NY Daily News - May 15, 2011by Ben Chapman and Tina Moore
"I am just so hurt," Betty Rodgers, 66, told The News yesteday after learning of the deaths. "I am just, oh, lord."
Rodgers, of Washington, N.C., said Willy Bell, 60, was watching the three-story Bushwick house for her and assured her recently that nobody else was living there.
"He called me a couple months ago and said, 'Everything's just fine, don't worry,'" the grandmother of five said. "Apparently he was telling me that to keep me up here so I wouldn't see."
The city logged three illegal conversion complaints at the 16 Covert St. building in October, November and December. The complaints said the building was converted into rooms that were being illegally rented.
"Technically they're all illegal conversions," Department of Buildings spokesman Tony Sclafani said of the complaints.
DOB inspectors visited the house six times between Oct. 29, 2010, and March 8, records show. Each time, they noted they were unable to get inside.
After the last try, the city sent a letter to Rodgers, Sclafani said.
"When access is denied, they will post a sign at the door and mail a letter to the property owner," he said.
Inspectors found no evidence of illegal walls after the fire but doors had been added in the building, officials said.
Rodgers said she knew nothing about the complaints or inspection attempts.
"I don't know why he would even have anybody staying there," she said about Bell. "I didn't give him permission to rent nothing to nobody.
"It's very sad, it's very sad. I never knew anything about this."
City Council Speaker Christine Quinn called for a hearing to examine how the city can improve inspectors' access to buildings.
"Reports of the fire that erupted in Bushwick last night are extremely troubling," the statement said. "Even more concerning is the fact that this building had been reported for having illegal conversions and that inspectors were unable to gain access."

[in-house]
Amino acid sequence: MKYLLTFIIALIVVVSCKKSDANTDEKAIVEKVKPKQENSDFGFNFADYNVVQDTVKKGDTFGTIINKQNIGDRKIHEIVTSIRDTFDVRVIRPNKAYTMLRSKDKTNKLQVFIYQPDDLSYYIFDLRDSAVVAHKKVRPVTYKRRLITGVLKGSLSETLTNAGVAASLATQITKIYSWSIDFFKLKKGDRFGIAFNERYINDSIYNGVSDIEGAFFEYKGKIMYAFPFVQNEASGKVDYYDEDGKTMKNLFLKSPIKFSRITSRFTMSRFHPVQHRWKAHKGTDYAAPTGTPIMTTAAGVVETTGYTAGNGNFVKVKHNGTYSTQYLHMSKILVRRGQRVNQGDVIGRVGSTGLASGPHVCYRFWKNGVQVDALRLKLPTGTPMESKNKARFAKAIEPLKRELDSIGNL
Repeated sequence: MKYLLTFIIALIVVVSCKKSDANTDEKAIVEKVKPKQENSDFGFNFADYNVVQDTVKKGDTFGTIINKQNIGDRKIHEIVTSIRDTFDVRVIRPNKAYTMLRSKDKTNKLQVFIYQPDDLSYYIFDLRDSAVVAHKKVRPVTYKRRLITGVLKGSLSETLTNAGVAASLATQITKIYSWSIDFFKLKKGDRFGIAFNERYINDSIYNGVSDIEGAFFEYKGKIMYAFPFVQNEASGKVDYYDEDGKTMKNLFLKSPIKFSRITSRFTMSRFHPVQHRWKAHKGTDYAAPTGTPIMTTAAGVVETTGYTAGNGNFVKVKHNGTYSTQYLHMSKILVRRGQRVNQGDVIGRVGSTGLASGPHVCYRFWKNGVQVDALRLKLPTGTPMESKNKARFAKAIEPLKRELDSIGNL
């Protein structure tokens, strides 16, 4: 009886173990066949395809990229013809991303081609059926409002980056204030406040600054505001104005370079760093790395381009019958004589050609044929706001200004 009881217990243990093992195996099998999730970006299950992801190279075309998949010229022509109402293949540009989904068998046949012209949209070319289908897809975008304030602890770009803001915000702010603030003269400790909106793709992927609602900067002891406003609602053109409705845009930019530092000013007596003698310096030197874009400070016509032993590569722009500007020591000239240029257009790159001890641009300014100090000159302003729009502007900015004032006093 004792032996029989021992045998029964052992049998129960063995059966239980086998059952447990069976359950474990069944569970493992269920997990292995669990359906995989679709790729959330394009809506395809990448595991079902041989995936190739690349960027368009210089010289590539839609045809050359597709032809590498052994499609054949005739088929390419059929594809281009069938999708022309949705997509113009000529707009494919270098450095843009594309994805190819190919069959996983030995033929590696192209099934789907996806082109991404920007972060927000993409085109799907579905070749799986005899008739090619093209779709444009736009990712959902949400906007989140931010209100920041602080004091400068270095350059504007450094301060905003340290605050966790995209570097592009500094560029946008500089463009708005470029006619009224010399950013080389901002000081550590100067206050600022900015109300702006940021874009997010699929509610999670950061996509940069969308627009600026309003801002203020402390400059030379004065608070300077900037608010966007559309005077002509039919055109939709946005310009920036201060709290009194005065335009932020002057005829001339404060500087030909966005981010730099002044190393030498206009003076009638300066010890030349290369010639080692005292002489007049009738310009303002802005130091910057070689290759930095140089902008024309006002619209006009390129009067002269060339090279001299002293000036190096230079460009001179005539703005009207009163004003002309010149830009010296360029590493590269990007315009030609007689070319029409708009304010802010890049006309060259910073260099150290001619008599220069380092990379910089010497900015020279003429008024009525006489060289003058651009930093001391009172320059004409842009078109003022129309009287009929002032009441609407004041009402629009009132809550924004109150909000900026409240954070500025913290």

Quinn, Councilman Erik Dilan and Councilwoman Elizabeth Crowley were forming a task force to improve the process of obtaining warrants, the statement said.
Bell, a retired roofer, said he allowed people from the neighborhood who didn't have steady jobs to live in the two top floors.
"I just did it from my heart to help people," Bell said. "They were down on their luck."
Bell said he lived in the building alone for years but started taking in boarders a couple years ago to pay for utilities.
"This way they pay for the water and the light bill," he said.
He said he never told Rodgers other people were living there but she had to be aware.
"She had to know - how else did we pay the bills? She didn't send us money," he said.
Bell said there were nine units in the building and that he paid no rent.
"When people had money, they paid me. When they didn't, they got a free ride," said Bell, adding that he didn't see anything illegal in what he was doing.
Bell said he lived on the block for 40 years and that he is a deacon at the Hudson Temple across the street at 81 Covert St.
He said when he came up short to pay for the utilities on the house the church would give him money to cover the shortfall.
Four years ago, the church gave him money to pay off an $8,000 tax lien on the property.
He said Rodgers hadn't visited the property in years.
"I just looked after the building for the lady," Bell said. "Nobody is supposed to live there but me."